Well, I had the benefit yesterday of walking around both of our parks, and I talked to literally hundreds of cast members, and this is a new environment for our cast. When they come back, they’re getting trained in a brand-new way. I think I see the confidence in the cast members’ eyes. I hear it in what they’re playing back to us.
There’s no doubt that at some point people might feel a little bit nervous, but once we train them and help them understand the protocols that we have into place, the way in which they’re going to interact with guests, the way that we’ve programmed the whole operation, their confidence is incredibly high. And this is something I take very seriously. We do have a lot of cast members here. This is our number one priority, to make sure that they feel equipped to do their job in the best way possible.
There’s been criticism about Disney reopening in this climate. Do you think that’s fair?
I can understand people’s criticisms, but again, I am incredibly confident about where we are from an operations perspective. And when guests are ready to come, they can come. It’s their choice. We will be ready and open for business and ready to make that magic that we always make.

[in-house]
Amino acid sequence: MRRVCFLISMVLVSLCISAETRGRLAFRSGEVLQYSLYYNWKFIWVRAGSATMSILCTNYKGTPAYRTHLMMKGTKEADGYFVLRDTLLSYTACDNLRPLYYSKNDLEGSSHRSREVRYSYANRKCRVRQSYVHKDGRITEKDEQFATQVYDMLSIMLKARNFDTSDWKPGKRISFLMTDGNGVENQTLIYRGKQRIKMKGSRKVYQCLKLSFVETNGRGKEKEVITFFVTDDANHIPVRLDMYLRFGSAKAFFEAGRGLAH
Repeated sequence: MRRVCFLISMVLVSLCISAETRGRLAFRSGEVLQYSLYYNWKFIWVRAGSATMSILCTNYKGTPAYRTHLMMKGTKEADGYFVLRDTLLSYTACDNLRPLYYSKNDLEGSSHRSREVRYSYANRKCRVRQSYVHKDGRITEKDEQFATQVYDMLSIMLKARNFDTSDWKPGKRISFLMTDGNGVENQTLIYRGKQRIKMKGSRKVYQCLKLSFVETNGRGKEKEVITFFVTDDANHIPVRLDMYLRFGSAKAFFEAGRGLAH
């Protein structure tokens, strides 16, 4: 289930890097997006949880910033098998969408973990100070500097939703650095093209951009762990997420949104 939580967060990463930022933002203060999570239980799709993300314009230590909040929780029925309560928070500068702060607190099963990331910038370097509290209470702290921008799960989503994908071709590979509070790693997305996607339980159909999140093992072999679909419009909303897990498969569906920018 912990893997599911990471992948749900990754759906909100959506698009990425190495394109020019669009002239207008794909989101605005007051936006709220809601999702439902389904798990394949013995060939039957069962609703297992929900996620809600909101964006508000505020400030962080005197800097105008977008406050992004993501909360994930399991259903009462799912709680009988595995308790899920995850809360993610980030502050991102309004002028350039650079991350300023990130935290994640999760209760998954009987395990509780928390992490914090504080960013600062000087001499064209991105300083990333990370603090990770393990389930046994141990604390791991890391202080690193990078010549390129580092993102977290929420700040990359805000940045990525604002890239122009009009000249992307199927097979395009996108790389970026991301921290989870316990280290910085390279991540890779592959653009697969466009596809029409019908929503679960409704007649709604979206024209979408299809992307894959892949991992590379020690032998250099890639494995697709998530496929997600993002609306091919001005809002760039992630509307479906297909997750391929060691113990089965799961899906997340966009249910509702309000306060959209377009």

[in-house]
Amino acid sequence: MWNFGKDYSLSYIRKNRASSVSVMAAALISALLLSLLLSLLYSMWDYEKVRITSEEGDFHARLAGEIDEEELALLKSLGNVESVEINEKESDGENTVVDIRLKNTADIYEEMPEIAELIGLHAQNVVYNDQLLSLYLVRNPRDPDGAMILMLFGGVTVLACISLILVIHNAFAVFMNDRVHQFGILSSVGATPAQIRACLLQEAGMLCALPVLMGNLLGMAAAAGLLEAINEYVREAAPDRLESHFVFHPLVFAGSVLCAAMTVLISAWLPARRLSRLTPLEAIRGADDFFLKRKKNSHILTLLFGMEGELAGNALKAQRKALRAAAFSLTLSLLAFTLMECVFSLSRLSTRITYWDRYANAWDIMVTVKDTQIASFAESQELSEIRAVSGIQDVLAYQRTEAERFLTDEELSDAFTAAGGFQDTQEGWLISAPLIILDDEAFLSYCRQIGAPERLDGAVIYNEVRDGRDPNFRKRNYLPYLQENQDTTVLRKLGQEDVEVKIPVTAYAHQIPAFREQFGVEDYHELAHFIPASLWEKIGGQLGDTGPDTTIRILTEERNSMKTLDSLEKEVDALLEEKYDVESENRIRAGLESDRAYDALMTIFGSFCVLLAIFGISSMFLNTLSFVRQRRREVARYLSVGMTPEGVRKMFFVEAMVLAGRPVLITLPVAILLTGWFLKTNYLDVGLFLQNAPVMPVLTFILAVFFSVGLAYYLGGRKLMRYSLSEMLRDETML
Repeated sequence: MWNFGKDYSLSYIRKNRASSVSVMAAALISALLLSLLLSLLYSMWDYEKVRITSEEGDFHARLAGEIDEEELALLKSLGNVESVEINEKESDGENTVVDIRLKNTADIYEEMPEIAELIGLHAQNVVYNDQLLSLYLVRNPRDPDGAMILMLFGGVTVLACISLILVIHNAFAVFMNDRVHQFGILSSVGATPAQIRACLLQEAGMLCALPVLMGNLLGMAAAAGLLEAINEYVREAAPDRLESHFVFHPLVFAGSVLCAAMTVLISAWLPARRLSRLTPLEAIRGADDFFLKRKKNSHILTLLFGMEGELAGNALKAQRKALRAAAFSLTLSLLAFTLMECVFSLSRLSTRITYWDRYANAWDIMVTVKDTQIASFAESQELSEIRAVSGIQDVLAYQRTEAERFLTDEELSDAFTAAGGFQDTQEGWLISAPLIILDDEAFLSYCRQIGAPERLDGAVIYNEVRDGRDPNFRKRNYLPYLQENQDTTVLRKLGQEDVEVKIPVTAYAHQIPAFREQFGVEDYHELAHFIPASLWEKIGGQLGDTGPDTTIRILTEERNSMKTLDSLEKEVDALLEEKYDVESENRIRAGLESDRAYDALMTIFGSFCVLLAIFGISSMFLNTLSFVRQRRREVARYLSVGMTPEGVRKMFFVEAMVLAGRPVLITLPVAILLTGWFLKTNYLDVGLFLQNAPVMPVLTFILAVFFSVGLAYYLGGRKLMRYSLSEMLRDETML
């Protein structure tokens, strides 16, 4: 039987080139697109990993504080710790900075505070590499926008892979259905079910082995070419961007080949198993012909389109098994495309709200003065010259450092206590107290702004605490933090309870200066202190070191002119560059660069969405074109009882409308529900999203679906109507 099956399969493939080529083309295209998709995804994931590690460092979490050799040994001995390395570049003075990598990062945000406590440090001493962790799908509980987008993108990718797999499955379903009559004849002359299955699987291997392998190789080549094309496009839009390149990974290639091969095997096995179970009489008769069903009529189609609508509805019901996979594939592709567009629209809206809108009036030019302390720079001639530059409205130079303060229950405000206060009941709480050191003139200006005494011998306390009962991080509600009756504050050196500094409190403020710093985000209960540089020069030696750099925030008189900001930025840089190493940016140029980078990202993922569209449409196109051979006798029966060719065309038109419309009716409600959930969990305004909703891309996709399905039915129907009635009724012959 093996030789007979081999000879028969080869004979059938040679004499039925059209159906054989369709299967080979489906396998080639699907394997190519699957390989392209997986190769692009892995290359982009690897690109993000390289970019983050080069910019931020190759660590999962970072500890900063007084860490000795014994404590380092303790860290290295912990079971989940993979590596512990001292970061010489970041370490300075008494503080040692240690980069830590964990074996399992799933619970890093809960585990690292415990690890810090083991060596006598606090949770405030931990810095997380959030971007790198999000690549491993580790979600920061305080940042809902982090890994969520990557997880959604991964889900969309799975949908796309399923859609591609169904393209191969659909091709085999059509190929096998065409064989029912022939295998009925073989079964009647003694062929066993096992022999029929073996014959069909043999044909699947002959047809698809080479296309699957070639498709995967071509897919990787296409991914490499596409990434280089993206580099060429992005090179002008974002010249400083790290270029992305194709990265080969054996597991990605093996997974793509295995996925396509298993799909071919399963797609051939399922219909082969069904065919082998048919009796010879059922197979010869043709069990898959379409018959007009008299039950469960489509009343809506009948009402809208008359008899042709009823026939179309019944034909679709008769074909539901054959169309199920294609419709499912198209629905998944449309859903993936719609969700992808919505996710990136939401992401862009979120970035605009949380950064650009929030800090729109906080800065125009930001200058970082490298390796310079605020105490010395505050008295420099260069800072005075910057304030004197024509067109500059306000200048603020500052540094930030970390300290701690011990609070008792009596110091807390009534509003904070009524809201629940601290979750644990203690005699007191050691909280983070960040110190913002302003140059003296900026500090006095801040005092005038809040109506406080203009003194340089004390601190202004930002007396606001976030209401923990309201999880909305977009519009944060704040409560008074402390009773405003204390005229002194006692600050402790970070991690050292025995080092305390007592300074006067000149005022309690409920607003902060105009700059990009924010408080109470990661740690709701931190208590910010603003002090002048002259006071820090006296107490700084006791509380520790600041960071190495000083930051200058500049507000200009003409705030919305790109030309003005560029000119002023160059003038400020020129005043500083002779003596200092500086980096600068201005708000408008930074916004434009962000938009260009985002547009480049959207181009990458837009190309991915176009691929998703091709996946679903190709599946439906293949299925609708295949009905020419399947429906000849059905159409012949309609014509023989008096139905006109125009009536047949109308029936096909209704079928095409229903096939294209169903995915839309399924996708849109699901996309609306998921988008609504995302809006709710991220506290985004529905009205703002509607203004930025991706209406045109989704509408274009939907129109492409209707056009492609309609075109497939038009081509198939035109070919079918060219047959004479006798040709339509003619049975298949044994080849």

Disney announced it would be re-theming Splash Mountain into “The Princess and the Frog” from the controversial “Song of the South.” What role did the Black Lives Matter protests and conversations about race in recent weeks have in influencing the timing of the announcement?
We actually have been working on it for well over a year. In fact, I was a part of those conversations over a year ago. Listen, our stories evolve all the time. I mean, back from when Walt started Disneyland back in 1955, he stated that if we would continue to evolve our stories, that they’re never ending, that they’ll always be contemporary. And I think that that’s what you’re seeing with Splash Mountain.
I keep using the same word, but I’m really proud of this team and what we’re doing on this front. I think Splash Mountain, no doubt, is a sacred attraction to many of our guests. And I think you’re going to love what we’re doing in making the attraction even more contemporary.